Working dogs have been an essential part of Australia’s agricultural journey and, despite mechanised transport, the market for well-trained dogs has never been stronger.

Story By Genevieve Barlow

When Terry Eason's dog died a few years back, the rum-drinking, bachelor truckie, grief-stricken, took a fortnight off work. “People understood,” he says. The Kelpie-Border Collie cross got caught beneath the wheels of a tractor. For ‘Trucker Man’ Terry, the blow was huge. “He was brilliant,” he says of his mate. “If someone said to me they had the best dog in Australia, I would have said, ‘Let’s get a mob of sheep out and test my dog against yours’. I’d have backed mine any day. I never spoke to him. He just knew what to do. He’d be over the back of the sheep and drop down and he’d keep doing that ’til we got the sheep loaded or unloaded. He knew when to bark. He was a red Kelpie. You wouldn’t believe it, but I called him ‘Blue’.”
Blue is one of 11 dogs that, in 36 years of shifting livestock across Australia, has won a special place in Terry’s heart.
On days too wet, too windy or too dusty to travel in the dogbox underneath, Terry’s dogs go business class, travelling in the crate. At night it’s first class in the sleeping compartment. Like tens of thousands of working dogs across the nation, Terry’s current trio of Kelpie-Border Collie crosses, ‘Wal’, ‘Boozer’ and ‘Splinter’, are much more than workers. They are companions. For farmers, drovers, truck drivers, fencers and station workers, it’s the same. And when their four-legged companions go to the big kennel in the sky, hardened men and women weep.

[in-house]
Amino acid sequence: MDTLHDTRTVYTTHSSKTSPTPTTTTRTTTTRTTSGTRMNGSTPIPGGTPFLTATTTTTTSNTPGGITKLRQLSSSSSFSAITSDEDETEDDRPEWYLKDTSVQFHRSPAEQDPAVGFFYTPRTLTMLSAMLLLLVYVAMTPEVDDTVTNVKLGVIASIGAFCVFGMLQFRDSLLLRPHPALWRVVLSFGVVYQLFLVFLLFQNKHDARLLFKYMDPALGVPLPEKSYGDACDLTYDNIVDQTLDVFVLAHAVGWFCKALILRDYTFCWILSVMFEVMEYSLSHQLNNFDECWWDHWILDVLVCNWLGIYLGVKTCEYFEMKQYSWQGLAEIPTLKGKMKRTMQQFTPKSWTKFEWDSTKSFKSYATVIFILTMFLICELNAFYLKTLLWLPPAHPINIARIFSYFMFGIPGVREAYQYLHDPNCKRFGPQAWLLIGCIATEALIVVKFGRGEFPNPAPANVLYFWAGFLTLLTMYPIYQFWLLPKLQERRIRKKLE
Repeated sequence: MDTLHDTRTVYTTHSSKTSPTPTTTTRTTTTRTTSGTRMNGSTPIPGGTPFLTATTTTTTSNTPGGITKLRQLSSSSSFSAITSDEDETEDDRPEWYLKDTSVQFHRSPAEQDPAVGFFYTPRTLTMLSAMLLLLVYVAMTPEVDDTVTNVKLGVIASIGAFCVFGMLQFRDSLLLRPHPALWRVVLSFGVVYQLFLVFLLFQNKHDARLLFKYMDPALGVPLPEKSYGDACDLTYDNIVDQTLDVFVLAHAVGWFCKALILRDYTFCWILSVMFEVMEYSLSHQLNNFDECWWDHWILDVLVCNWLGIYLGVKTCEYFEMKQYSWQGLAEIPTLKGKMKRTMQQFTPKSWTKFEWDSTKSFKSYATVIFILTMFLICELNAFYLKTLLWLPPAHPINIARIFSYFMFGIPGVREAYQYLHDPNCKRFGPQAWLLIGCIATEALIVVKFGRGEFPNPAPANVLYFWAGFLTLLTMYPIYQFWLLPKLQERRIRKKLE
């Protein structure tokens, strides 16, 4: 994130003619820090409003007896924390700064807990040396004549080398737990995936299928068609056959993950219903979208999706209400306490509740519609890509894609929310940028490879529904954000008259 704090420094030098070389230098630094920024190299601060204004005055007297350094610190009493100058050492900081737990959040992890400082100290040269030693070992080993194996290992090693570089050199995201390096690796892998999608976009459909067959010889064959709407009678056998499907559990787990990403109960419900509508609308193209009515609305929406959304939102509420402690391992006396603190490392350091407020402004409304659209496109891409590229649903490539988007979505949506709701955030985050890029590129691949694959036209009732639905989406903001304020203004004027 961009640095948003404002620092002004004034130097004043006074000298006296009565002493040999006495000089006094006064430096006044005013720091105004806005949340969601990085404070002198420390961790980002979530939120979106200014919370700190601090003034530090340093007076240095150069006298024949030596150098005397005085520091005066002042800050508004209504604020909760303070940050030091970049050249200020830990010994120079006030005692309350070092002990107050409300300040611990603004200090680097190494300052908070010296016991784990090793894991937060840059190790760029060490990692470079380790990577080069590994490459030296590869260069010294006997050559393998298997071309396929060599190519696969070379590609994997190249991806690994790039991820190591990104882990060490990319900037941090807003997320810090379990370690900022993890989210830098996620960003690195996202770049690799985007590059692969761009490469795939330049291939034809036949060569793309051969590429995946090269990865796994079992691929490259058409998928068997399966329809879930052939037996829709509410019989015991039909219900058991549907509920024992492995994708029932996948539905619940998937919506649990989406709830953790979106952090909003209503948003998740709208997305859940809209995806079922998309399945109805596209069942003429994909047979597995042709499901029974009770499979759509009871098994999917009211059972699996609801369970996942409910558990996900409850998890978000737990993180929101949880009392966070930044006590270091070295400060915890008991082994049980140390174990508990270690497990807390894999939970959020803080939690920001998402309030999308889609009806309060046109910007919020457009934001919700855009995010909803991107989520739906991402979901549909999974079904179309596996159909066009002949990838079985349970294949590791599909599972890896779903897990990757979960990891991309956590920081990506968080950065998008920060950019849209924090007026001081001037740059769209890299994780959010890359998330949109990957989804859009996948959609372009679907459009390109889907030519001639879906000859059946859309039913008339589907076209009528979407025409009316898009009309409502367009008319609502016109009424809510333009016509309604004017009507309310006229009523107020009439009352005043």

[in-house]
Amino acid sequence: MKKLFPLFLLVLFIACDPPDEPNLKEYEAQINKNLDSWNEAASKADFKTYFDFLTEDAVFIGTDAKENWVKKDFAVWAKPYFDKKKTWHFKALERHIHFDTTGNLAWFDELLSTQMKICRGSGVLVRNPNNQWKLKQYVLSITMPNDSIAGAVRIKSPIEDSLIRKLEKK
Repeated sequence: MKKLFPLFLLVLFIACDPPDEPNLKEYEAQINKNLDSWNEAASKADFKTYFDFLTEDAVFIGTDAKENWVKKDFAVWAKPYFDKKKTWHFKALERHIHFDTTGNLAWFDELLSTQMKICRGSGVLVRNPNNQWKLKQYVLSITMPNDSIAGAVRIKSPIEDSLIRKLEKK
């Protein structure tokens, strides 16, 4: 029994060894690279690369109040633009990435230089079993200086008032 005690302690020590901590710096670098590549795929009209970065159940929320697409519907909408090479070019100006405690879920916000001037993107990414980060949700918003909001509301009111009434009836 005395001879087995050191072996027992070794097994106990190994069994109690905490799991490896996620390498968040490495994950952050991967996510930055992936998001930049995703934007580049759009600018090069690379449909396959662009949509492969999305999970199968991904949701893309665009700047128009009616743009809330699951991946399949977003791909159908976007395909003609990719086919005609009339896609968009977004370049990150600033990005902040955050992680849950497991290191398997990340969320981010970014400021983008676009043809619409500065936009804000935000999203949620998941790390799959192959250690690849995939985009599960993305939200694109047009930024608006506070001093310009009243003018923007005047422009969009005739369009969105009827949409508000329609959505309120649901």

Some say that without working dogs we would never have gotten on the sheep’s back, starting Australia’s agricultural journey. Some say that in recent decades, when wool prices slumped and we got off the sheep’s back and took up mustering on motorbikes, we lost valuable connections with the working dog – the ability to train it well, for example. But with labour costs high and farmers running more country with less people, the working dog is now assuming a greater role than ever in life on the land

This story excerpt is from Issue #80

Outback Magazine: Dec/Jan 2012